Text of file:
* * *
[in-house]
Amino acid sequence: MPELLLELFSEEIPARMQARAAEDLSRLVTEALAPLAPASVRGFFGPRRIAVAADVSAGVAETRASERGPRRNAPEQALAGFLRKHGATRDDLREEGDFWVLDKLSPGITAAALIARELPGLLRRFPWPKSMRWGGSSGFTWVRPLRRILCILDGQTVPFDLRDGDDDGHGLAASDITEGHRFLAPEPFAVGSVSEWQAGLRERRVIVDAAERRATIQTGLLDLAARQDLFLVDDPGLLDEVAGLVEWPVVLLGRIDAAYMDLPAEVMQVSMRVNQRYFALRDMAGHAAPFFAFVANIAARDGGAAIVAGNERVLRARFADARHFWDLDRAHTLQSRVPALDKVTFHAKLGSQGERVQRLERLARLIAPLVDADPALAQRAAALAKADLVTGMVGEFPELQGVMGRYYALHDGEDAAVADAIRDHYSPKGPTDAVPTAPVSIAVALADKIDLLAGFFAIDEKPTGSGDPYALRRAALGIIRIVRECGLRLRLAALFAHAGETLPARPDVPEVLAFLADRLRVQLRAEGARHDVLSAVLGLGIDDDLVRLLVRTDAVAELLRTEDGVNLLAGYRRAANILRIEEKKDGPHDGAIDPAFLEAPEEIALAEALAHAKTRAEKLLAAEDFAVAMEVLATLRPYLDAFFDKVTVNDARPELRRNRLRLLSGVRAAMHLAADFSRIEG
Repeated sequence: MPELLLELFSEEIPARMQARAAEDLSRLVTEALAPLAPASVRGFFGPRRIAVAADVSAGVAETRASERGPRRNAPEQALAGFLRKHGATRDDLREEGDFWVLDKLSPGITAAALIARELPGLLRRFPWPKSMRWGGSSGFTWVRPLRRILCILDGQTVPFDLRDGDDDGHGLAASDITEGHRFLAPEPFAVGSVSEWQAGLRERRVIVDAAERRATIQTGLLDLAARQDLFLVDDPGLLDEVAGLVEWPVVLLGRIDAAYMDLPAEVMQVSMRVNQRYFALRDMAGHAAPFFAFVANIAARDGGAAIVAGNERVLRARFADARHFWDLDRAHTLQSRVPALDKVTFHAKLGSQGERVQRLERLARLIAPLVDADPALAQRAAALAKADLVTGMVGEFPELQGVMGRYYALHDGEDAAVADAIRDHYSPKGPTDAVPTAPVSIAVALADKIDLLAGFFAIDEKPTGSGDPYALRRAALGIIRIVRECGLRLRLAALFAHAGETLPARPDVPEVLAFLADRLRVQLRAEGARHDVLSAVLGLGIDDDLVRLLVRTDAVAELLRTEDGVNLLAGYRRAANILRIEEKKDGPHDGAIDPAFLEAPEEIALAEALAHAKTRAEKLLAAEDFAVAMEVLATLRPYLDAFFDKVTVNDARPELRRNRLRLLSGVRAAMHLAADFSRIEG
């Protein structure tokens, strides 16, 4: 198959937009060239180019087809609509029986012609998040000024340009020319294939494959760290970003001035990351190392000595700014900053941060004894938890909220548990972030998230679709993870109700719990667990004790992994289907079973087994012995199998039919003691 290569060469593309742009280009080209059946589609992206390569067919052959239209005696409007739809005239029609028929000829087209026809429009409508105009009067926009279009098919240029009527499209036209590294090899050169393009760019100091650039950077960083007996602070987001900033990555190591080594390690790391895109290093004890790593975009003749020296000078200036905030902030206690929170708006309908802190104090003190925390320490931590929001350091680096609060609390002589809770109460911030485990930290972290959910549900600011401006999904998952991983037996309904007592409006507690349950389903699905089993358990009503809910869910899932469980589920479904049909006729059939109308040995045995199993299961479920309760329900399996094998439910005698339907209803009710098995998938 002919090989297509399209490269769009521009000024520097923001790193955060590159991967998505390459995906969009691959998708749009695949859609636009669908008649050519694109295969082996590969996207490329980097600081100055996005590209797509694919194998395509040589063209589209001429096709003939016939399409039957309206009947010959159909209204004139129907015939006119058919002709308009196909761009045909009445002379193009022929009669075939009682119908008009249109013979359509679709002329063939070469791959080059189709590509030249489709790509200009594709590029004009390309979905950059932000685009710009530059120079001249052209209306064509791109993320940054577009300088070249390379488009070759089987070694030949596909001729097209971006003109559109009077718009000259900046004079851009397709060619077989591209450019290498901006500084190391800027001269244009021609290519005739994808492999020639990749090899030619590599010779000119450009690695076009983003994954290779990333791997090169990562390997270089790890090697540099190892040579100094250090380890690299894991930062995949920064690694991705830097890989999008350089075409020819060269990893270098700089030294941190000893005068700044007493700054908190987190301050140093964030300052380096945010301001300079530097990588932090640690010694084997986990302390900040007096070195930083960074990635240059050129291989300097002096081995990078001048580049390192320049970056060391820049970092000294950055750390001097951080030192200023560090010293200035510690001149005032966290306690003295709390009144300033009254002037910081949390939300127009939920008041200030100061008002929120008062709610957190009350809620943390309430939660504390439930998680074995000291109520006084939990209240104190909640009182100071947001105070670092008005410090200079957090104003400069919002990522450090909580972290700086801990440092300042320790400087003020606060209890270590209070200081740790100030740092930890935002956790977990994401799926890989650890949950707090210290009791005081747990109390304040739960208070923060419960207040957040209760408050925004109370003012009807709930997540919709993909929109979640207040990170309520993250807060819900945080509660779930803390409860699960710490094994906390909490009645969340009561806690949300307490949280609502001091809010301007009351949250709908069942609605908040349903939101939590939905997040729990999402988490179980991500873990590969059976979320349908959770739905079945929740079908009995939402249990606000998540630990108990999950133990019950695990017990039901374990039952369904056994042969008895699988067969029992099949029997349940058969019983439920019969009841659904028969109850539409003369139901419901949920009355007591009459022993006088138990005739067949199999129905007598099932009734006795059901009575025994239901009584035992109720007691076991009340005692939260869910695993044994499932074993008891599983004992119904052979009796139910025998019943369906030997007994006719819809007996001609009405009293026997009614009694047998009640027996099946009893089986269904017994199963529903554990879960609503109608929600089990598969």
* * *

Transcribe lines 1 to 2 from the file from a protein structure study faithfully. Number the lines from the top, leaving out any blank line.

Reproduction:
[in-house]
Amino acid sequence: MPELLLELFSEEIPARMQARAAEDLSRLVTEALAPLAPASVRGFFGPRRIAVAADVSAGVAETRASERGPRRNAPEQALAGFLRKHGATRDDLREEGDFWVLDKLSPGITAAALIARELPGLLRRFPWPKSMRWGGSSGFTWVRPLRRILCILDGQTVPFDLRDGDDDGHGLAASDITEGHRFLAPEPFAVGSVSEWQAGLRERRVIVDAAERRATIQTGLLDLAARQDLFLVDDPGLLDEVAGLVEWPVVLLGRIDAAYMDLPAEVMQVSMRVNQRYFALRDMAGHAAPFFAFVANIAARDGGAAIVAGNERVLRARFADARHFWDLDRAHTLQSRVPALDKVTFHAKLGSQGERVQRLERLARLIAPLVDADPALAQRAAALAKADLVTGMVGEFPELQGVMGRYYALHDGEDAAVADAIRDHYSPKGPTDAVPTAPVSIAVALADKIDLLAGFFAIDEKPTGSGDPYALRRAALGIIRIVRECGLRLRLAALFAHAGETLPARPDVPEVLAFLADRLRVQLRAEGARHDVLSAVLGLGIDDDLVRLLVRTDAVAELLRTEDGVNLLAGYRRAANILRIEEKKDGPHDGAIDPAFLEAPEEIALAEALAHAKTRAEKLLAAEDFAVAMEVLATLRPYLDAFFDKVTVNDARPELRRNRLRLLSGVRAAMHLAADFSRIEG